Despite their shared love of nature, plants, caring for the earth, animal and human life -- herbalists as a bunch have at times had an ironic history of contentiousness that seems to not always serve their higher purpose. I suppose it's based on an essential rebellious 'maverick' consciousness that caused most of them (us"¦ me!) to turn away from the mainstream to once again look to nature as the source for wisdom, knowledge and healing.
If you were to query each of us individually, you'd find that while we share a great commonality in our core beliefs, we also take considerable satisfaction in asserting our individuality and freedom. This too is the "way of herbs."
So it is out of a long history of persecution and repression of herbal medicine that I perhaps somewhat naively envisioned the possibility of another future for herbal medicine as integrated mainstream healing and thus able to serve the health needs of larger numbers of people. It was out of this vision that a number of us came together in the Santa Cruz, California living room of herbalist Christopher Hobbs to 'feel each other out' and see if it would be possible to forge some type of union that could at least promote minimum professional standards for clinical herbal medicine and a network from which we could all share and grow a body of experience and knowledge. This was the beginning of what is now the American Herbalists Guild, i.e. the AHG.
Much of what the American Herbalists Guild is at this moment of history is due to the contribution and efforts of many talented and dedicated individuals who have weathered the challenges of 'cat herding' iconoclastic herbalists as they set aside their personal priorities to serve the greater good. Incredibly, the AHG has been in existence for 23 years, and 10 of those were under the guidance and leadership of Aviva Romm as president, and her husband, Tracy Romm, as executive director. Of all the 'cat herders,' none comes close to Aviva.
Aviva's beauty, charm and quick wit remind me of the more easy-going 'mother of American herbalism' Rosemary Gladstar, who likewise uses these qualities to bring people together. Some people have that knack. Rosemary can get us to all clasp hands and dance and sing in a circle, while Aviva coaxed some reluctant individuals to run for governing council. When some council members neglected to follow through with their responsibilities and commitments, if the job was deemed important enough, Aviva, amidst writing eight books, raising four kids, editing the AHG Journal, running a correspondence course, and getting herself through medical school, would step in to complete the task. The amazing thing through all of this has been her ability to remain current with a large number of friends whom she regarded as her 'extended family.'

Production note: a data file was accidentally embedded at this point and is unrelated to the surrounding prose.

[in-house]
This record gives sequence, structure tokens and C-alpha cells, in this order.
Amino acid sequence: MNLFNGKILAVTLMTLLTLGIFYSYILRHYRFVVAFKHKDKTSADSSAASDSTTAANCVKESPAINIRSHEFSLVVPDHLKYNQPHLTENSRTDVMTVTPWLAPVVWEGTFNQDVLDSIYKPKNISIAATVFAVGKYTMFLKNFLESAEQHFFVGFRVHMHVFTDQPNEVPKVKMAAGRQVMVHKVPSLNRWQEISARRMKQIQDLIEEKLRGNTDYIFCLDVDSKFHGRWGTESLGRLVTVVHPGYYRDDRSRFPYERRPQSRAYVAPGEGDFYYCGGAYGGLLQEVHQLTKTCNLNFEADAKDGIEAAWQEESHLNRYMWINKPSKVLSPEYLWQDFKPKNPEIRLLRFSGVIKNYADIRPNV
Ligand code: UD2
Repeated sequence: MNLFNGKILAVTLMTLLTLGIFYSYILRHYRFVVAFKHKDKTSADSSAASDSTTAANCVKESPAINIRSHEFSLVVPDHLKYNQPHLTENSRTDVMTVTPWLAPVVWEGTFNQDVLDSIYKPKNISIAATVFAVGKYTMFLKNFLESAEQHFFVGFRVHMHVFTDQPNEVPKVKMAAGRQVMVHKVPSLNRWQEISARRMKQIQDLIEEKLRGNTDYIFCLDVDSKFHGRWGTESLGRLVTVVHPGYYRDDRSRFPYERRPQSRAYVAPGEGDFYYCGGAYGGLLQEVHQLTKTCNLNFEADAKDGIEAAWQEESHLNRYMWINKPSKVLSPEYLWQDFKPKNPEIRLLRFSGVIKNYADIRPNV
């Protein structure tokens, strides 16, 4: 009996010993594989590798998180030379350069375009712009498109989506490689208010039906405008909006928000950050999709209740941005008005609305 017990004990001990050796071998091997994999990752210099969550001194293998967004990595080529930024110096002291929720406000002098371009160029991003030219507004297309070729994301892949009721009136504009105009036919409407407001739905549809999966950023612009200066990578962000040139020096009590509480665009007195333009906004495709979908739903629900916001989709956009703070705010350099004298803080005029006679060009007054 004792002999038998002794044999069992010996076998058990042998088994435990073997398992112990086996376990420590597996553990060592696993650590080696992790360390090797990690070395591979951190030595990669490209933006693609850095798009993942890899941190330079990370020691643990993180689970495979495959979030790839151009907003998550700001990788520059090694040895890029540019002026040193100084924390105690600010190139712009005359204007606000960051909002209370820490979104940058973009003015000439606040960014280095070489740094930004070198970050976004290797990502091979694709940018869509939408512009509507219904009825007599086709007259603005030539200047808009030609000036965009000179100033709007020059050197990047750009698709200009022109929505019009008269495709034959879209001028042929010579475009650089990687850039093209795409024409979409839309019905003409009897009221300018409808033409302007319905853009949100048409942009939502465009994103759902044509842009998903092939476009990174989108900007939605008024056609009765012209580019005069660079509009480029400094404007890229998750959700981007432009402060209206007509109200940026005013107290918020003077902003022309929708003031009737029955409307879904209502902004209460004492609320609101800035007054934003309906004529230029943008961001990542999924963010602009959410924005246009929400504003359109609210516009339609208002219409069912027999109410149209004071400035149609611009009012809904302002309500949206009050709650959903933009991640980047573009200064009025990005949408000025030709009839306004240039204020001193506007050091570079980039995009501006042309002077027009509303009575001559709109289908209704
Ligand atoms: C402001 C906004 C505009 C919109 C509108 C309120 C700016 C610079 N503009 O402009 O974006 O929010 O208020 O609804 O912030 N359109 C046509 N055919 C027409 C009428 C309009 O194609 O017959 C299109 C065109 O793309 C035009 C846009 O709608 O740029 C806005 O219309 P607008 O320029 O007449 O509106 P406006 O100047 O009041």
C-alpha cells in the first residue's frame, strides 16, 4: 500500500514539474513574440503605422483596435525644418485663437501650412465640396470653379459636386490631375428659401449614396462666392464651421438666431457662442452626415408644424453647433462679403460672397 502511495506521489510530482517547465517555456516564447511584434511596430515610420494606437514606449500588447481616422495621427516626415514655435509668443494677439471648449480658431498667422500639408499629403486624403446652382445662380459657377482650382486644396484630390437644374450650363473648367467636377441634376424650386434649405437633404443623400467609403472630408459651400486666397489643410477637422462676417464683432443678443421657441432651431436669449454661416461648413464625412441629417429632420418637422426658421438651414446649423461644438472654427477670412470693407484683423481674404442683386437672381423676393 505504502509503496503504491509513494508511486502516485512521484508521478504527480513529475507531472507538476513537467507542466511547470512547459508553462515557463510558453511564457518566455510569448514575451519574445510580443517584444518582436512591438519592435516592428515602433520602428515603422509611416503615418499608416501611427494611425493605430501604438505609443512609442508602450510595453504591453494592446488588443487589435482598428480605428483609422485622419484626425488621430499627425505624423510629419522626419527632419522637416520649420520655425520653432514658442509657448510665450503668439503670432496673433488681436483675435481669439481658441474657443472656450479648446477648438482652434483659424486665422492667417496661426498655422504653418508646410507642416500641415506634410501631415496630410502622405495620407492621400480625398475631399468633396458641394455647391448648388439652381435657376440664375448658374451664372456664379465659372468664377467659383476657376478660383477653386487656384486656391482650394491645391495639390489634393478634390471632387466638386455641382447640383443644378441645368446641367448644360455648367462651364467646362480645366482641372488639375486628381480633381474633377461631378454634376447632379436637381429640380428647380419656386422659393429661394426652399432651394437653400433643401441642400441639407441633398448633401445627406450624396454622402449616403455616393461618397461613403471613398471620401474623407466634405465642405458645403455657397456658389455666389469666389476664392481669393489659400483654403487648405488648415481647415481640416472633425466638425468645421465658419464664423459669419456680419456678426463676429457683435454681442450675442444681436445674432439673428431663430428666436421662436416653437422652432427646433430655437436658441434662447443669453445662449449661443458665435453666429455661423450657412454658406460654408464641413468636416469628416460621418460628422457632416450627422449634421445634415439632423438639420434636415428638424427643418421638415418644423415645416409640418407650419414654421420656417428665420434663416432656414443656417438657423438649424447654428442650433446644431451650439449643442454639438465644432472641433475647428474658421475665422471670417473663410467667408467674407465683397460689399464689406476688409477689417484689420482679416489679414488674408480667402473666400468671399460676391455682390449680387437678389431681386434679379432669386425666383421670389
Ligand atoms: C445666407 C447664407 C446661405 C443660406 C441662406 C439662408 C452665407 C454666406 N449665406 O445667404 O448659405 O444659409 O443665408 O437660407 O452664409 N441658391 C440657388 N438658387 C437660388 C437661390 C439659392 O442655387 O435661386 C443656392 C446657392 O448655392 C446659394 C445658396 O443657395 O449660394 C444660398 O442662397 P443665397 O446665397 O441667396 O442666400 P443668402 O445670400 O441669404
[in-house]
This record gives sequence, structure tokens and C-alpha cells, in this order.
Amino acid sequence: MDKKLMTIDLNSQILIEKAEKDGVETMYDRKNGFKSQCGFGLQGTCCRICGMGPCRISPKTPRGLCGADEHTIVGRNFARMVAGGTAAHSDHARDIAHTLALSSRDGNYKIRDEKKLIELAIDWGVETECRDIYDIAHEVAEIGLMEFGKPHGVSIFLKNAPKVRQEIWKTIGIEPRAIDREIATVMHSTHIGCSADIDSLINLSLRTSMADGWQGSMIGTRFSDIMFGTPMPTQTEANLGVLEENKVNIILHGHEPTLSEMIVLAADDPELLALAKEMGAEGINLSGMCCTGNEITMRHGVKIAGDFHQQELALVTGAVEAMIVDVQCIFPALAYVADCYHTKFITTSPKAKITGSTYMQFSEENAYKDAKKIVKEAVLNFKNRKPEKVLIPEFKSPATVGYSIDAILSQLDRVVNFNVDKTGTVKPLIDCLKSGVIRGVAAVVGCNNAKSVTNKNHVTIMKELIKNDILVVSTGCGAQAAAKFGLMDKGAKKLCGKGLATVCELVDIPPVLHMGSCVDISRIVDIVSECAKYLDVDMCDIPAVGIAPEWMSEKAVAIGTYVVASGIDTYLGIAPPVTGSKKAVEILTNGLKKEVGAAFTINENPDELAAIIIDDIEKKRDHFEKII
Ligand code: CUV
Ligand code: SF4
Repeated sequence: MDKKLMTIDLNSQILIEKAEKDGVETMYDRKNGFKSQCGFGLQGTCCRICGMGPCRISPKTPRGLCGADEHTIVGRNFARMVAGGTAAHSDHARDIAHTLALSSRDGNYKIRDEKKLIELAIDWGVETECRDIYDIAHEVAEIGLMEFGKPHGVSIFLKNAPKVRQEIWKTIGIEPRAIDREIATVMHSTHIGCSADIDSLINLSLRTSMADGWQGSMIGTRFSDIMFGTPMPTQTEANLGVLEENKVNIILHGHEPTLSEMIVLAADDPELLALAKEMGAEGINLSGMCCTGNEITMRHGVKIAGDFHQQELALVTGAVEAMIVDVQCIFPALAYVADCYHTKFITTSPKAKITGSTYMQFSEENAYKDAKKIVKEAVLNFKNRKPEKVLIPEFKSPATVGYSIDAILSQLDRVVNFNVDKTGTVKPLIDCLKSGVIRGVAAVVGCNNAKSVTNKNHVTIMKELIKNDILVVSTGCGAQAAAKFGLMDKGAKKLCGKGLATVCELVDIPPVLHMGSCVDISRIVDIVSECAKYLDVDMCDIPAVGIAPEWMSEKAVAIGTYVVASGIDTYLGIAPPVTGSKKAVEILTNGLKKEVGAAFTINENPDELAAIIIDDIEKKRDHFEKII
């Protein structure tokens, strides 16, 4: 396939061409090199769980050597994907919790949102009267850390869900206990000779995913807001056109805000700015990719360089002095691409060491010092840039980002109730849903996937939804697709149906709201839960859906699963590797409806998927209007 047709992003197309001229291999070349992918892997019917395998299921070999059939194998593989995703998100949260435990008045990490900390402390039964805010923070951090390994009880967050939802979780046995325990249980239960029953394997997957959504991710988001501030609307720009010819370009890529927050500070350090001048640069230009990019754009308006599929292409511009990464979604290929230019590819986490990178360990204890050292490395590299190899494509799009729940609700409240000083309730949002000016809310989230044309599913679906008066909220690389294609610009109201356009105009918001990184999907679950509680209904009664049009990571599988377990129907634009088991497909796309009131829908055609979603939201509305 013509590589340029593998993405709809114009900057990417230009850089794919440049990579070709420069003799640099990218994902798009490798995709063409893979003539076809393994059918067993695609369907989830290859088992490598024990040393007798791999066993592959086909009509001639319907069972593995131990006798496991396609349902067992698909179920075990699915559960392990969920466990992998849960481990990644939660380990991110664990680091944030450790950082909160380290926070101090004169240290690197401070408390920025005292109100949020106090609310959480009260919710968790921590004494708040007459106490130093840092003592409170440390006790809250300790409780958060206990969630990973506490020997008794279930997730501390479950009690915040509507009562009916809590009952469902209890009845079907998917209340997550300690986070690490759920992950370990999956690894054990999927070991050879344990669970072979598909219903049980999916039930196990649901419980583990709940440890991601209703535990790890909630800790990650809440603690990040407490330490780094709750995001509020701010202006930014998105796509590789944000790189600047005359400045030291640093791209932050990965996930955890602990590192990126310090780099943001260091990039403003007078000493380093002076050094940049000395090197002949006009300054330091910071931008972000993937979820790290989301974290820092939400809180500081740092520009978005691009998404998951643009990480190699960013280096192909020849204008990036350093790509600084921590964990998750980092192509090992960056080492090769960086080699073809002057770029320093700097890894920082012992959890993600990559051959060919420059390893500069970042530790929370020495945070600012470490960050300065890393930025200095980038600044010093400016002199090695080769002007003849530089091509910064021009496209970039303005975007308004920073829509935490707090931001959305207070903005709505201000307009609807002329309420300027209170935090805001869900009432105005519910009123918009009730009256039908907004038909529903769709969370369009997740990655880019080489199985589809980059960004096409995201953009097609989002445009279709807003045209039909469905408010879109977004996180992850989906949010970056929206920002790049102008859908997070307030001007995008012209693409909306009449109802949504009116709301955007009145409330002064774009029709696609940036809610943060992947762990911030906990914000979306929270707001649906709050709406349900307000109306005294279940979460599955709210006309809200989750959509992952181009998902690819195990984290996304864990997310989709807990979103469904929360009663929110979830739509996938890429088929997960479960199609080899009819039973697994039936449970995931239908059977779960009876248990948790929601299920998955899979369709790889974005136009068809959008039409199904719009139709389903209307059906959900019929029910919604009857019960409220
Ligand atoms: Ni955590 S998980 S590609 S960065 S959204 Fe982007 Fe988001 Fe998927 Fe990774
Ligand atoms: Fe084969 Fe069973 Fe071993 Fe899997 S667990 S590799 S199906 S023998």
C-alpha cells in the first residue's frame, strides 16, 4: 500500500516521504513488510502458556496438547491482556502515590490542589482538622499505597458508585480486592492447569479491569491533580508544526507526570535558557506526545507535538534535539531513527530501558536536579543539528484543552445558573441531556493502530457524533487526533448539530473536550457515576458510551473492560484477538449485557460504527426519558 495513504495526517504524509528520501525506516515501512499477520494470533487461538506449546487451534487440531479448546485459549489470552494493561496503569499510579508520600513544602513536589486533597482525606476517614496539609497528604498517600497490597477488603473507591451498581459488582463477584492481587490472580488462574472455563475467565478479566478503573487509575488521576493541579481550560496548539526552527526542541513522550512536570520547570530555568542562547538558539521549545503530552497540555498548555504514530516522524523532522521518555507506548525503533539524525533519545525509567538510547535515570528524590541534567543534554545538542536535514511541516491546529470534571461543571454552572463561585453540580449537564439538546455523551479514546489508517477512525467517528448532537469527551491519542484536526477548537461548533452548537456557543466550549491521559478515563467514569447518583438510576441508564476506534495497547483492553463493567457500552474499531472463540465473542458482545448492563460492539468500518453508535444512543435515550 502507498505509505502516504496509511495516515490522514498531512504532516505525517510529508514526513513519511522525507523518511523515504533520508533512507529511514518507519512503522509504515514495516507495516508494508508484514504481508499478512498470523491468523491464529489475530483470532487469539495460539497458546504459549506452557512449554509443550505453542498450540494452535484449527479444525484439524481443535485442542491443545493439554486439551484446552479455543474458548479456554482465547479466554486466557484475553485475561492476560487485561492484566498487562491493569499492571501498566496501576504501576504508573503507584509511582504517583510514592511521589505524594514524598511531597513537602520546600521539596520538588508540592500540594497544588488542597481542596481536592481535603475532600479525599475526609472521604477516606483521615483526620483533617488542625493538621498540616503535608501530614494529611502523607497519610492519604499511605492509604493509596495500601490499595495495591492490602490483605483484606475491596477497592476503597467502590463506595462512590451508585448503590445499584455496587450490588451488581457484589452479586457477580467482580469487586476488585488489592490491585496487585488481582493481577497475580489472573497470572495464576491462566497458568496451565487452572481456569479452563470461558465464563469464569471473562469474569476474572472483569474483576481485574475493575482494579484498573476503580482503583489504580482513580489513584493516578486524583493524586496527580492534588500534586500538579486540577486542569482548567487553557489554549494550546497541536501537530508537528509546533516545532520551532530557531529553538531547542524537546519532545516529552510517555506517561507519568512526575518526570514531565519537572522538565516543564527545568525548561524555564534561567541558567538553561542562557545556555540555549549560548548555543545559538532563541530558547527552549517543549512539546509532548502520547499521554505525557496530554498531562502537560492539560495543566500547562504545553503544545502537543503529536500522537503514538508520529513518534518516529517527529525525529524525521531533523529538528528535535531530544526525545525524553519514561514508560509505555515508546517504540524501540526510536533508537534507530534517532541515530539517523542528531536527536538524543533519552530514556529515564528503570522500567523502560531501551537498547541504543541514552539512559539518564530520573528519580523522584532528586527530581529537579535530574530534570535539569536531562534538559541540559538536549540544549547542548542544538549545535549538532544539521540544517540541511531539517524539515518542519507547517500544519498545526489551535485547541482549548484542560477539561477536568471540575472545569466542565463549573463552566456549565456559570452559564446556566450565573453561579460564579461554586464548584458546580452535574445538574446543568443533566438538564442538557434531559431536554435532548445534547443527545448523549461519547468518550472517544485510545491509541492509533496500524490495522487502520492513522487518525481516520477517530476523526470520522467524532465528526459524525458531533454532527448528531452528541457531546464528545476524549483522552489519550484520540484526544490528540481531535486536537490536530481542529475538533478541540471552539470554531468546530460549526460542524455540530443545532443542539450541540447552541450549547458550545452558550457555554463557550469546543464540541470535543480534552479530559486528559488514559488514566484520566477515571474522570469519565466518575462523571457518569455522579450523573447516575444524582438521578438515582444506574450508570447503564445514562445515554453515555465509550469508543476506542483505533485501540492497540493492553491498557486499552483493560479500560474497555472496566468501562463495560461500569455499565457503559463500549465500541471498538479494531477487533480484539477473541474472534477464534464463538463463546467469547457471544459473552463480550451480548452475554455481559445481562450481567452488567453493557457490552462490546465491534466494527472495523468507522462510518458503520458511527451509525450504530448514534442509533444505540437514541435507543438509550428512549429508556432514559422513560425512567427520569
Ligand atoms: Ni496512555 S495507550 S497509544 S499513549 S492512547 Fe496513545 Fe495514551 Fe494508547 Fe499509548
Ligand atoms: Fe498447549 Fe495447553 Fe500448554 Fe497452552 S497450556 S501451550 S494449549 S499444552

Aviva's life and the fortune are so entwined with her husband Tracy (Romms shown at left) that one can hardly celebrate the achievements of one without mentioning the role of the other. Tracy as AHG executive director did not come with a background as an herbalist, but rather as a teacher and administrator in the public school system. Therefore, he has had a learn-as-you-go time with the AHG, literally creating his own job description. Further, he has served as a solid grounding influence behind the visioning and workings of the AHG and Aviva for the last 10 years. Aviva and Tracy functioned as a formidable team.
The future for Aviva, now Dr. Aviva Romm, is bright and wide open as she moves into an arena of greater influence and service as an herbalist and licensed medical doctor. I ask you, who would not prefer such an individual as their personal health care provider -- someone who knows the best of both worlds?
Personally, and I'm sure I'm speaking for her many friends who still consider themselves in a close bond, wish Aviva, the 'once-upon-a-time-drop-out-runaway-from-home-15-year-old' the very best in all her future endeavors. We also hope that she will continue to edit the AHG Journal and to share her teachings and wisdom in future AHG symposiums and herbal conferences and schools around the country.
A word about new AHG President K.P. Khalsa: he definitely has what it takes to be a solid grounded leader of any organization. I've had the pleasure to know KP pretty well and he's a great no-mushy-nonsense friend. The AHG will certainly benefit from these qualities in their new president. I encourage all to rally around and support K.P. and his new AHG board.
If you consider yourself a supporter of herbal medicine and haven't joined the AHG I suggest that you do so either as a supporting member, student member or professional herbalist. Go to their website at http://www.americanherbalistsguild.com/ and join today.